- Quote Therefore, no linguistic connection can be posited between this group of Munda words and Skt. sarṣapa ‘mustard seed’ (most probably aMessage 1 of 88 , Oct 27, 2013View Source
Therefore, no linguistic connection can be posited between this group of Munda words and Skt. sarṣapa ‘mustard seed’ (most probably a non-Indo-European substrate word).
Now let us examine what could be the substrate language.
Let us examine certain words in DEDR (Dravidian Etymological Dictionary):
Harvard-Kyoto convention is used; zh is used for retroflex approximant (frictionless continuant).
DEDR 1494 ‘kAzh’ (Tamil) blackness, blemish, defect; ‘kAzhakam’ blackness
DEDR 1278 ‘karu’ (Tamil) black
DEDR 1492 ‘kAzh’ (-pp-, -tt-) (Tamil) to be pungent, acrid; ‘kAzhppu’ pungency.
DEDR 1466 ‘kAr’ (-pp-, -tt-) (Tamil) to be pungent, acrid, hot to the taste, be very saltish or brackish; ‘kAram’ pungency.
DEDR1135 ‘kaTu’ (-pp-, -tt-) (Tamil) (noun) bitterness, pungency, poison, astringency; severe, cruel, harsh, extreme;
PD *-cc is another transitive/causative suffix (Krishnamurti, 2003, p 286, The Dravidian languages) Hence to be pungent can be ‘kAzh-cc-’.
If -p- the intransitive non-past additive is added we get ‘kAzh-cc-a-p-a’.
The retroflex approximant (frictionless continuant), in many Dravidian languages has merged with r.
Hence ‘kAr-cca-pa’ (also see DEDR 1466 ‘kAr’ to be pungent, above).
Rule 14 of Krishnamurti (2003) (Palatalization of velars) k > c occurs under different environments in different Dravidian languages. However such change is rare when ‘k’ is before vowel ‘a’ and is more difficult before long vowel ‘A’. There are examples involving long frontal vowels (Tamil word for yam ‘cEenai’ < ‘*kEen-’)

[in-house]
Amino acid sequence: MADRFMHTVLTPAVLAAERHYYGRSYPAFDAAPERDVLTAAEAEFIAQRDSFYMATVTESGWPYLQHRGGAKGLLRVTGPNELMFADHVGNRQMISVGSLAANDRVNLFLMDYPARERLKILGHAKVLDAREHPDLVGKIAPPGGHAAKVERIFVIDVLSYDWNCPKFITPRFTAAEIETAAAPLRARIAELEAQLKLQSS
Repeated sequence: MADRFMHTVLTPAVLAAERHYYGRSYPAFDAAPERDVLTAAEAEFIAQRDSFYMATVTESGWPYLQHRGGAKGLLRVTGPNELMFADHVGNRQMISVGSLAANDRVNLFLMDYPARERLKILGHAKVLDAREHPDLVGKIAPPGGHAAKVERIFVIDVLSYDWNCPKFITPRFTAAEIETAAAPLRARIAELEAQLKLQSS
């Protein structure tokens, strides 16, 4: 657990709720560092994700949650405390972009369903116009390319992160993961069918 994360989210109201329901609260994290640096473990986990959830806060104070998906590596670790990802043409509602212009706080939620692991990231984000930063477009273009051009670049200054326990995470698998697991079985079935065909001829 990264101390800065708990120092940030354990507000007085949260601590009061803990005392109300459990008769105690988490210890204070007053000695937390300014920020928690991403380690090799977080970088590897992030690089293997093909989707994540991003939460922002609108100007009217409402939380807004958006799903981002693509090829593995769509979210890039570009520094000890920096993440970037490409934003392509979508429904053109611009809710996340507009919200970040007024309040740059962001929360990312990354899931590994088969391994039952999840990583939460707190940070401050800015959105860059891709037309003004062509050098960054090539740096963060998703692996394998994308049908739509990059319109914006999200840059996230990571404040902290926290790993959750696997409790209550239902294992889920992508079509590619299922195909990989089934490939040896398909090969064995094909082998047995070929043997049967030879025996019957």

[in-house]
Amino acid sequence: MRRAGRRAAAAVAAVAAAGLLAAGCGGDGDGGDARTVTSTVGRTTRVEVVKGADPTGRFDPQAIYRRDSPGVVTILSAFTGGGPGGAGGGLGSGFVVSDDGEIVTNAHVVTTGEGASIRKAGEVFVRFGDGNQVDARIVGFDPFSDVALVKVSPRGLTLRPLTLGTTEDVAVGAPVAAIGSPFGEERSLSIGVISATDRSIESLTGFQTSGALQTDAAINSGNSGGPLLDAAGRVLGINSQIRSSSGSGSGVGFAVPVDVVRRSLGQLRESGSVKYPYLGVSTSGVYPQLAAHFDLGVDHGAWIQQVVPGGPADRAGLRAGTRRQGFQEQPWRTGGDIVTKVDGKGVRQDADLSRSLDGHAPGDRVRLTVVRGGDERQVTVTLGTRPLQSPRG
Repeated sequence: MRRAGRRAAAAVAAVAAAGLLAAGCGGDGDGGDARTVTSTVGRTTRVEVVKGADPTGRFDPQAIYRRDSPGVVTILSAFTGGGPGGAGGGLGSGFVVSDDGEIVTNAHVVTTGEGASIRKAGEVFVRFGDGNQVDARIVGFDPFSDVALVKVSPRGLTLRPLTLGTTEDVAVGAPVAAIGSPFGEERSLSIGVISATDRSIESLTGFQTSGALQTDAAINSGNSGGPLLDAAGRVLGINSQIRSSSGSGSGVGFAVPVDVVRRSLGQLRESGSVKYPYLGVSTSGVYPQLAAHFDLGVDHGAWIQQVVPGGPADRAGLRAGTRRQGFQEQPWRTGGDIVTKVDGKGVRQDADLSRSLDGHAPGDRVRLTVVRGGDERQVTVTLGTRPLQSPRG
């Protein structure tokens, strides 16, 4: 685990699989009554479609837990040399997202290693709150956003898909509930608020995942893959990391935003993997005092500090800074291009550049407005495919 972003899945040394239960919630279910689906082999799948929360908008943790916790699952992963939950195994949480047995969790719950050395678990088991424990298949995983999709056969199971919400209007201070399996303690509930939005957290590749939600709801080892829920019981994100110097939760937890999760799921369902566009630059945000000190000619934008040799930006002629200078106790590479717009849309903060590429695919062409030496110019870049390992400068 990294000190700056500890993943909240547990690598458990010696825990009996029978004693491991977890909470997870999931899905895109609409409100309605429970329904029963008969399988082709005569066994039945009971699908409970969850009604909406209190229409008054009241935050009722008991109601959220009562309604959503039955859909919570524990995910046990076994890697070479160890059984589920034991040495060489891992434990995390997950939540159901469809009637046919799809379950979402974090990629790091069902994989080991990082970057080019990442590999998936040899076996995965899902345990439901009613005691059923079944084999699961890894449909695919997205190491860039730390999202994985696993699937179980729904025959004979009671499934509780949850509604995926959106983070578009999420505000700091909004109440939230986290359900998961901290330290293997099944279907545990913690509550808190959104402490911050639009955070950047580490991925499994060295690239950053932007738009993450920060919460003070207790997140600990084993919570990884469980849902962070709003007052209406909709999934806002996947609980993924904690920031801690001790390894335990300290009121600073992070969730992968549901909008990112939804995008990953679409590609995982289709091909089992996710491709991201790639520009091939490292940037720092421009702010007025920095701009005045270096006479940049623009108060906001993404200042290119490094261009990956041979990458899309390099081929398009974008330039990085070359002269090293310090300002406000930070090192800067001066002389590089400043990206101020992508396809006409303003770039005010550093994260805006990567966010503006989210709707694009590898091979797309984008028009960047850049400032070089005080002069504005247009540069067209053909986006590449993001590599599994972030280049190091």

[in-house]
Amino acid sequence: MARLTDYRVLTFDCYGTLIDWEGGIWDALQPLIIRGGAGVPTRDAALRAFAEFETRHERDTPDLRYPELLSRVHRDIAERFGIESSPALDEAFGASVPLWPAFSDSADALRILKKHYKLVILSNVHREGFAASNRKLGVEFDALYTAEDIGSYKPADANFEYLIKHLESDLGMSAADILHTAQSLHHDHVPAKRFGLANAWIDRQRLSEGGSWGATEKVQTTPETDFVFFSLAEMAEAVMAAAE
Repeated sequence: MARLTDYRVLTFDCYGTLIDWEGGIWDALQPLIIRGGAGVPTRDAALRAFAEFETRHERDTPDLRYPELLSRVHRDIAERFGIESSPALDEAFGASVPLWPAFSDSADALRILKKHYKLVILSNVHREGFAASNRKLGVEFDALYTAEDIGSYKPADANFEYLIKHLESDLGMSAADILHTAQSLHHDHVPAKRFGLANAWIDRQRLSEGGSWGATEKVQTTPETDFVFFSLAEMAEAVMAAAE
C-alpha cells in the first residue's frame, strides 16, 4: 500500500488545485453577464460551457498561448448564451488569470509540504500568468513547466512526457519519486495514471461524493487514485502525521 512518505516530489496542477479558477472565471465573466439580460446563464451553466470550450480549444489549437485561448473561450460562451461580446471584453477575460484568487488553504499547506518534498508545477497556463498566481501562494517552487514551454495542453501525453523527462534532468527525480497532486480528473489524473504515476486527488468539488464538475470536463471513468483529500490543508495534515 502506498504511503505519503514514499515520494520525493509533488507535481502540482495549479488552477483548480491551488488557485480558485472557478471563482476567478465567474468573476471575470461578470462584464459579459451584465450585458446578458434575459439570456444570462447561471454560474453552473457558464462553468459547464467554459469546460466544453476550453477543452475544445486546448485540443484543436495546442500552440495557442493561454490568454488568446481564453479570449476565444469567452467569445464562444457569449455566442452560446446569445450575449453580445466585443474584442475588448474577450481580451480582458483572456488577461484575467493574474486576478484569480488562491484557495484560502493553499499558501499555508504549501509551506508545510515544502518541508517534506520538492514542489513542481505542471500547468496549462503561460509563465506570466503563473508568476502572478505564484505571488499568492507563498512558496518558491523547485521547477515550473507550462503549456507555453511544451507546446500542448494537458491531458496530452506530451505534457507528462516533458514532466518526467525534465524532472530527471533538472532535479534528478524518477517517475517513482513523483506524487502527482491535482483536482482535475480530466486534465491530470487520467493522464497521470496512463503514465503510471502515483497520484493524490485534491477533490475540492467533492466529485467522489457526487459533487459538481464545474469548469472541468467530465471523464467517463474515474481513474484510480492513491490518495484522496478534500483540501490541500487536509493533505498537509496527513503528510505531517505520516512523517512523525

Hence ‘kAr-cca-pa’> ‘cAr-cca-pa’
There are many examples of Proto Dravidian –PP- to post Proto Dravidian –P- (here P = voiceless stop) in many languages (Krishnamurti, 2003, p177)
Therefore ‘cArccapa’ > cArcapa.
Now by Rule 13 of Krishnamurti (2003) (Affricate weakening, loss, irregular merger with dentals and velars), c > s.
Hence cArcapa > cArsapa > sArsapa (by rule 14)
‘Sarsapa’ by vowel shortening.
Compare this with Sanskrit word ‘sarSapa’, to get the non Indo European substrate language.
‘kAzh’ rather than ‘kAr’ (DEDR 1466 ‘kAr’ ) was used as the starting point for the derivation because another Dravidian word for mustard ‘kaTuku’ (Tamil) could be derived from ‘kAzh’.
zh > -D- in Telugu (which is equivalent to –T- in Tamil)
Hence ‘kAzh-u-ku’ > kATuku > kaTuku is possible. But more probably ‘kAzh’ > ‘kazhu’, because there is alteration between c1V1c2
> c1v1c2v2 in many stems (Krishnamurti, 2003, p 96).
And ‘kazu’ > kaTu from which ‘KaTuku’ is derived.
Again let us look at another construction:
According to Krishnamurti (2003, p154) Intervocalic -w- is derived from root-final *-p followed by formative suffixes in most cases. According to Krishnamurti (2003, p144) –p- is equivalent to –w- .
Therefore ‘cArccapa’ > ‘cArccava’ .
Initial c> s > zero happened in some of the Dravidian languages (eg. Tamil/Malayalam) (Krishnamurti, 2003)
Hence Arccava > Arccava
Kirshnamurti (2003, p 145) has also shown p > s > y in ancient Tamil.
Hence Accava > Ayyava could be a Tamil word for mustard.
Actually we find that another Tamil word for mustard as ‘aiyavi’ and also find ‘ayyavi’ in Malayalam (DEDR 921).
This deduction reconfirms that the Proto Dravidian word for mustard was ‘kAzhccapa’
Indo Aryan words are derived from it.
- It is pertinent to note that there is no equivalent word like hariṣapa/harṣapa in Avestan/Persian language for the so called Sanskrit wordsMessage 88 of 88 , Dec 21, 2013View Source
It is pertinent to note that there is no equivalent word like hariṣapa/harṣapa in Avestan/Persian language for the so called Sanskrit words सरिषपः sariṣapaḥ, सर्षपः sarṣapaḥ, as 'S' in Sanskrit becomes 'H' in Persian e.g sarasvati ↔ harahvati.